Hi, Sanna here!

One of those homeless traveling people with a Macbook and an existential crisis. Currently in Lisbon, Portugal.

Reach me at sannastefansson@gmail.com

A Little Life by Hanya Yanagihara

A Little Life by Hanya Yanagihara

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Often when I’m excited to share a book I’ve just read, I have a way of describing it a tad too honest. “It was amazing, it made me cry and I felt like a hollow shell of my former self for weeks”. (Revolutionary Road, man, did that book break me down). And the poor person I’m talking to look like they don’t even know if they should get me medical assistance or just stop listening to anything I say. A Little Life by Hanya Yanagihara is in the same category. It’s about friendship and growing up.

Friendship, companionship: it so often defied logic, so often eluded the deserving, so often settled itself on the odd, the bad, the peculiar, the damaged.

But these were days of self-fulfillment, where settling for something that was not quite your first choice of a life seemed weak-willed and ignoble.

It’s about shame. It’s about not being able to open up. To never let down your guard.

“I thought you were going to tell me you didn’t want to be friends anymore.” “Oh, Jude,” said Julia, and Harold looked perplexed. “Why would you ever think that?” he asked. But he shook his head, unable to explain it to them.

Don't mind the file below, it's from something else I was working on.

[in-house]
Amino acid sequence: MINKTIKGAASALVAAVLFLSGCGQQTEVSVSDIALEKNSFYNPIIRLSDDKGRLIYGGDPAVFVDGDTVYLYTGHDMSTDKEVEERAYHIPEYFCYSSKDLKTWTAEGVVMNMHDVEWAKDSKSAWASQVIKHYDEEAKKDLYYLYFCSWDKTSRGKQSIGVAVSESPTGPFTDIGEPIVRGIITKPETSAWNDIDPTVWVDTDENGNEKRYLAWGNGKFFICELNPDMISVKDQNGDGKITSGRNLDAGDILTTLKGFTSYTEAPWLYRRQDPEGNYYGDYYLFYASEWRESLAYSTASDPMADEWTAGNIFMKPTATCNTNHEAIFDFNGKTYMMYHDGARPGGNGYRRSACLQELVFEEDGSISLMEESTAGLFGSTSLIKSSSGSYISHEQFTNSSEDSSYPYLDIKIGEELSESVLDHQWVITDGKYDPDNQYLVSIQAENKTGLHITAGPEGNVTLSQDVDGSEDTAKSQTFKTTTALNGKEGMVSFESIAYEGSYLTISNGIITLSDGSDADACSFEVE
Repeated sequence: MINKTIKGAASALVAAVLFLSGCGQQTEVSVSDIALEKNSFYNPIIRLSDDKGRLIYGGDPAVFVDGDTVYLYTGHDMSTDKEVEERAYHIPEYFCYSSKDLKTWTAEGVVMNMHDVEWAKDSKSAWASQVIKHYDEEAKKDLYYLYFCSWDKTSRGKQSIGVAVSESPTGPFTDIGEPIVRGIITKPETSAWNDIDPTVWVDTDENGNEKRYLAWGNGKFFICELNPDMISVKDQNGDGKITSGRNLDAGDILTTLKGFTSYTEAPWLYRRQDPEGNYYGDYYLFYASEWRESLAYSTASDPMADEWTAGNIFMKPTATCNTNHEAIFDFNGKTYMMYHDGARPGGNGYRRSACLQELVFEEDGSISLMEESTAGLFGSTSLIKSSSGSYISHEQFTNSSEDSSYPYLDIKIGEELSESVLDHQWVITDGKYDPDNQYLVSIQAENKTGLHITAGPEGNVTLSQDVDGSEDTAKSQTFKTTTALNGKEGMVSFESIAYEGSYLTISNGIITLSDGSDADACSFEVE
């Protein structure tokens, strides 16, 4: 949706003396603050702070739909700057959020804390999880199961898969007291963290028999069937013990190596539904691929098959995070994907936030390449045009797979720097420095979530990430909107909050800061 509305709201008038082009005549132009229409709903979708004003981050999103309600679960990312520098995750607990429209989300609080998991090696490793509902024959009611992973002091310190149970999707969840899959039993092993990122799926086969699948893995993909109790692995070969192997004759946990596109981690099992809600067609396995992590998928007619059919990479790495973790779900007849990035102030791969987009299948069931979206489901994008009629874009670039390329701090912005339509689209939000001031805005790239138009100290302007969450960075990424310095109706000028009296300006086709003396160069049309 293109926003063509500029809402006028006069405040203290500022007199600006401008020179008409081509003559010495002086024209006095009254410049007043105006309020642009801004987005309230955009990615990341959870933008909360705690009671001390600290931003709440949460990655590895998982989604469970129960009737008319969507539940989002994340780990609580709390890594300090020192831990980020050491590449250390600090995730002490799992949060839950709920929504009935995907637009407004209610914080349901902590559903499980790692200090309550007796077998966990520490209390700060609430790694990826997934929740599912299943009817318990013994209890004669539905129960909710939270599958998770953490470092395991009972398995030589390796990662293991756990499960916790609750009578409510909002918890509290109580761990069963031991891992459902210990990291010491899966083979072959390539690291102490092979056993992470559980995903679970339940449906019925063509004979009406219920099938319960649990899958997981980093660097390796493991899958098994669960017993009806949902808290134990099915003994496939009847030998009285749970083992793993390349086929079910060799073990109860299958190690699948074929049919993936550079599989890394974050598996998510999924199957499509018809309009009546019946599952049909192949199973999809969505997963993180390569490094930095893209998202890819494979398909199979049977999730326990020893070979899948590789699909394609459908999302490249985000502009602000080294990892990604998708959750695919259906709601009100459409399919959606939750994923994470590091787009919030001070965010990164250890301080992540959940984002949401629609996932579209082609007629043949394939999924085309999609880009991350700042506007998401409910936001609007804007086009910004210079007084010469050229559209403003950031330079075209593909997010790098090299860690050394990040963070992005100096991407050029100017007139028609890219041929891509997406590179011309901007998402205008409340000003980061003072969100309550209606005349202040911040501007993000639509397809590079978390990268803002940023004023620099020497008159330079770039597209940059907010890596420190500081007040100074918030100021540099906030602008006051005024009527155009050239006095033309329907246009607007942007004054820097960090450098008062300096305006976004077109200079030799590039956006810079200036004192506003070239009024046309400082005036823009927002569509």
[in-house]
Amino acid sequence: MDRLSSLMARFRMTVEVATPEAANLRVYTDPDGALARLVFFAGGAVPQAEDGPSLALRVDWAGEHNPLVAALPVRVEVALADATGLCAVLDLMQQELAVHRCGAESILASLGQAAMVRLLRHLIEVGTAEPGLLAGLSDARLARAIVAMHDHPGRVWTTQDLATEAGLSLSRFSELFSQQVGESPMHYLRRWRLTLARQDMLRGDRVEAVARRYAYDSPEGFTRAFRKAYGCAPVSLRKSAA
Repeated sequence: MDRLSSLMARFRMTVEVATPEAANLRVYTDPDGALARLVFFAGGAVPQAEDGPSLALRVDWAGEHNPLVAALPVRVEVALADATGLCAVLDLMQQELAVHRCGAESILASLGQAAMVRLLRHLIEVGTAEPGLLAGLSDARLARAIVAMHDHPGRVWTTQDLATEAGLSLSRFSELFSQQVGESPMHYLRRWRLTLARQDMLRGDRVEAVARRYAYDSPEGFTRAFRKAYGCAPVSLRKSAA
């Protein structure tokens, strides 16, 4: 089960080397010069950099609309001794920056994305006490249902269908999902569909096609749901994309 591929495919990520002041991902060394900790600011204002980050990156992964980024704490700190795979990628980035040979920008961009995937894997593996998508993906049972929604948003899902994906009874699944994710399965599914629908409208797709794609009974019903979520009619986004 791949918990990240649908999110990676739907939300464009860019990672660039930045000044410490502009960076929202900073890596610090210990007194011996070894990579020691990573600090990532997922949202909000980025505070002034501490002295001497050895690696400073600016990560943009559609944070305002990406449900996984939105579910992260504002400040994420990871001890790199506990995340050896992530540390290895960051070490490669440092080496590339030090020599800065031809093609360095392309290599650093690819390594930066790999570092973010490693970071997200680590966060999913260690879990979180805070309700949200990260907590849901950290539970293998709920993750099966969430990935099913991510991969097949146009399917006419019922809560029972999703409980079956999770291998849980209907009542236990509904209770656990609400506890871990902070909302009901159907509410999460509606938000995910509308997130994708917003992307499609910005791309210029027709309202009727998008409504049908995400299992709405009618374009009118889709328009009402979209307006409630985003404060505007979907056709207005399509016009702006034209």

He had decided to believe Caleb, to believe him over us, because Caleb confirmed what he had always thought and always been taught, and it is always easier to believe what you already think than to try to change your mind.

This book was heavy. Most of the negative critique Hanya has gotten argues that she overdoes it - the pain, the misery, the details that paint the picture more vividly than any sane person would ask for. While I agree that the book could have been trimmed down a chunk from its heavy 737 pages, perhaps that is also exactly why I loved it so much. It does it all with extra everything. No holding back.

It's also one of the most well-written novels I've read in the past year.

Now, though, as an almost-forty-eight-year-old, he saw people’s relationships as reflections of their keenest yet most inarticulable desires, their hopes and insecurities taking shape physically, in the form of another person.

It’s not for everyone, but for if you’re up for it, it’s a reading experience that will stay with you for a long time. And it's not all tears - it made me laugh out loud at times, too. I promise!

A few words on home (and commitments)

A few words on home (and commitments)

Diving in Tulamben (Or "Why can't Sanna hold the camera still for one single second?")

Diving in Tulamben (Or "Why can't Sanna hold the camera still for one single second?")